The future has arrived, and it is a radically different economy. Havas Media’s Tom Goodwin pointed out in 2015, “Uber, the world’s largest taxi company, owns no vehicles. Facebook, the world’s most popular media owner, creates no content. Alibaba, the most valuable retailer, has no inventory. And Airbnb, the world’s largest accommodation provider, owns no real estate. Something interesting is happening.” This phenomenon has significant implications in the world of public policy, so we owe it to ourselves to understand the economics of what is happening.
What economists once understood about business has in the past two decades has been upended. Following the pioneering work of French economists Rochet and Tirole in 2000, it turns out that markets do not always consist of a single provider and a single customer but often have many different interests representing different sides of the market. YouTube, for instance, provides services to video makers, video viewers, and advertisers—and has to balance the interests of all these parties to be successful. YouTube and other multisided businesses are called platforms.
What is exciting and transformative about this new economy is that it offers countless opportunities for innovators to provide new ways of doing business and creating wealth that we haven’t seen before. It is precisely because it is so innovative and transformative that there have been calls for regulation to slow or stop the pace of change. This would be a massive mistake.
As Duke University’s Michael Munger explains in his latest book, “Tomorrow 3.0: Transaction Costs and the Sharing Economy,” there appear to be two separate but closely related trends in business that account for the phenomenon Goodwin pointed to:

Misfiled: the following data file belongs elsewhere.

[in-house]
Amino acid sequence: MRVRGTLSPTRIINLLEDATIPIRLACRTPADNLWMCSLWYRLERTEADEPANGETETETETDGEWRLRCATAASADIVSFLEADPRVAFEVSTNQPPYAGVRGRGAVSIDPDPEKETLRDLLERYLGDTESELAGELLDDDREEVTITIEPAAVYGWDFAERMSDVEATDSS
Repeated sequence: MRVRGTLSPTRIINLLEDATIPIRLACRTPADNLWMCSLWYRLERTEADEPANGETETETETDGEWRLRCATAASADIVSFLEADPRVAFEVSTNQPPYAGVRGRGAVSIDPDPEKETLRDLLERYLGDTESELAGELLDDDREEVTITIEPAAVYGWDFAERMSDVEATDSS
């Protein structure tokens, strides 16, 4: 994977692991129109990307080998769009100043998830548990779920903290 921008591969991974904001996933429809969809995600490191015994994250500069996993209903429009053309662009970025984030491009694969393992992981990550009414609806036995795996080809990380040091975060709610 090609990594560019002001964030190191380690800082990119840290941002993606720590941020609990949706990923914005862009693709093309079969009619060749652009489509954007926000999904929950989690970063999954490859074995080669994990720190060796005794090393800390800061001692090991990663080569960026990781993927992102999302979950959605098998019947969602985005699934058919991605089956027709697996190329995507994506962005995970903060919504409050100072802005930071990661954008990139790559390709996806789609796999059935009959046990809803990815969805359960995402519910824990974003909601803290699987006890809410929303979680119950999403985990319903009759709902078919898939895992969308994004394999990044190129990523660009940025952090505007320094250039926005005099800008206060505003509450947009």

- More businesses are fulfilling the role of matchmaker, bringing people providing goods or services and people who want them together. Yelp is an example, bringing more restaurants to the attention of diners.
- More businesses are selling reductions in transaction costs, making those economic transactions easier. Amazon’s direct retail business is probably the most obvious example.
However, as mentioned above, these factors often interrelate. While taxicabs had ride-hailing apps for a while (I used to use Taxi Magic—now Curb—to get a ride out of D.C. late at night), Uber beat them by reducing transaction costs to people who wanted to provide rides, thereby adding many more providers (drivers) in its matchmaking function.
Virtually all of these innovative businesses are platforms in one way or another, and so while this phenomenon is often called the “sharing economy” (or the “gig economy” by those worried about its development), it is probably best called the platform economy.
In order to help policy-makers understand the platform economy better, why it is happening, what could stop it from happening, and what implications it has for the way we live, work, and do business, CEI has therefore compiled the Web Memo “Platform Economy Bibliography: A Study Guide for a Rapidly Developing Field.” This contains lists of books, journal articles, policy reports, and shorter articles that help explain various aspects of this emergent form of economic organization.
The list is by no means exhaustive, and we welcome suggestions for additions to the bibliography.
We hope you find it useful.
Former Research Associate Ryan Khurana contributed extensively to the compilation of this bibliography.